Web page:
Skoda’s history has included large, luxurious saloons almost since its beginnings over one hundred years ago. Models such as the 1921 Laurin & Klement MK6 Phaeton and the Skoda Type 6R limousine in 1928 placed Skoda, and Laurin & Klement before it, at the forefront of the European luxury makes. In fact, Skoda was the only licensee to produce the glorious Hispano-Suiza, with the Skoda-built models generally held to have been of better quality than those produced by the factory.
Among these luxury models was the original Skoda Superb, built from 1934 - 1949. It offered performance ahead of its time, with 55 bhp from a six-cylinder 2.5 litre engine. It wasn’t until twenty years later that Opel could come up with a product to compete on this level but the Opel badge was never to attract the royalty and other dignitaries that the Skoda Superb lured across Europe. This was a badge that carried weight and the twenty-first century Superb repeats this theme. It offers more interior space and higher standard equipment levels than its competitors in the upper-medium segment and yet manages to do so at lower-medium segment prices.
Interior space is the hallmark of the Superb, with more rear seat legroom than its competition; rear-seat legroom, in fact, to rival chauffeured limousines. As with any flagship model, production quality is of the utmost importance. At the Superb factory in Kvasiny in the Czech Republic, Skoda has invested over £120m in the production facilities, making it one of the most advanced in the world.
So what else sets the Superb apart from the crowd? “An extra bit of car” for comfort and convenience. These include innovations and touches that combine to create a better driving experience.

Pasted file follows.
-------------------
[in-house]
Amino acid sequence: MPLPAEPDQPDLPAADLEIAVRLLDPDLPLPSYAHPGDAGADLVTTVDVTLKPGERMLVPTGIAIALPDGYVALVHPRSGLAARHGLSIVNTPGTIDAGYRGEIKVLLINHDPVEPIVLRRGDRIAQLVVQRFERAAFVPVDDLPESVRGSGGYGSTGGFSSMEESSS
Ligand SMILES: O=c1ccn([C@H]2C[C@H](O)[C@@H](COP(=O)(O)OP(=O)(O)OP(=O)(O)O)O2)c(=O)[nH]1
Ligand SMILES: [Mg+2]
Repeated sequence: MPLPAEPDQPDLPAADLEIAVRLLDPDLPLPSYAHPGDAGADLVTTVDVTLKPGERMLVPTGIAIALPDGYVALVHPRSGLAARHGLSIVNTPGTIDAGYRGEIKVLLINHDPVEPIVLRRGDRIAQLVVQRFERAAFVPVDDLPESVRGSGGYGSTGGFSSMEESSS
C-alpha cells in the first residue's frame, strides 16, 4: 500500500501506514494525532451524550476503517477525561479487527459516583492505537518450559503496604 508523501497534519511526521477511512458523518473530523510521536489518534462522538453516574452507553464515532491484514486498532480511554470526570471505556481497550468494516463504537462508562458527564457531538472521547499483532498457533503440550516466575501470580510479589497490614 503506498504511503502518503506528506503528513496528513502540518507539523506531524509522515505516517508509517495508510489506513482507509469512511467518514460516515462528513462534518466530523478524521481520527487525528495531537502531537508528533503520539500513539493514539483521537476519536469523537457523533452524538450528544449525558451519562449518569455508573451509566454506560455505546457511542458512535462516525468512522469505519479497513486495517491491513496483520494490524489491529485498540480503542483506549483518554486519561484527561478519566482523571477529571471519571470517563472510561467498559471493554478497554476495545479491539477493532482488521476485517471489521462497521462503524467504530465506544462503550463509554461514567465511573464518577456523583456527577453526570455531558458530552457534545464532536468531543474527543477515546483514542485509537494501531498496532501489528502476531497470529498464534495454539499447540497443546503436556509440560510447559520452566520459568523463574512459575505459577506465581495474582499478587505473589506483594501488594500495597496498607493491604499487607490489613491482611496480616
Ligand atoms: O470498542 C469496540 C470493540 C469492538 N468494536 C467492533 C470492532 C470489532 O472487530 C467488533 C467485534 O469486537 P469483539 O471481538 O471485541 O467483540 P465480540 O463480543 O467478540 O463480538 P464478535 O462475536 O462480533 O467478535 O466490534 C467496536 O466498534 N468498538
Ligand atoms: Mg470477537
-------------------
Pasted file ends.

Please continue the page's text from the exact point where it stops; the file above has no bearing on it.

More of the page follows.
The Superb offers three equipment specifications - the entry-level Classic, followed by the Comfort and the top-of-the-range Elegance - but the whole point of the Superb is that it provides an impressive list of standard features from entry-level onwards. A long list of options is designed to meet the tastes of the individual at the level of luxury so desired.
Power is provided via a range of six engines available for the Superb, from the entry-level 2.0 litre with 115bhp through to the top of the range 2.8 litre V6 offering 193bhp. Diesel units account for 72% of Superb sales with the majority in the UK VED Bands B and D, a percentage far in excess of the market average and in accordance with Skoda's dedication to low-carbon engines.
In addition to this, the optional Tiptronic automatic/manual transmission is on offer with a choice of both V6 2.8 petrol and 2.4 diesel V6 engines and with the four-cylinder 1.8T petrol and 1.9 TDI PD 130 bhp diesel engines.With the Superb, Skoda is returning to its rightful position as one of the great carmakers in Europe. It has now completed its move from maker of sturdy small cars in the second half of the twentieth century to the manufacturer of a range of automobiles that combine good styling, excellent construction and "an extra bit of car" to provide great value; value that is enhanced by cars that offer the size and equipment of an executive vehicle at prices found in the upper medium segment; value that is understood and sought out by savvy customers who like to make their own choices in life. Published 31 May 2004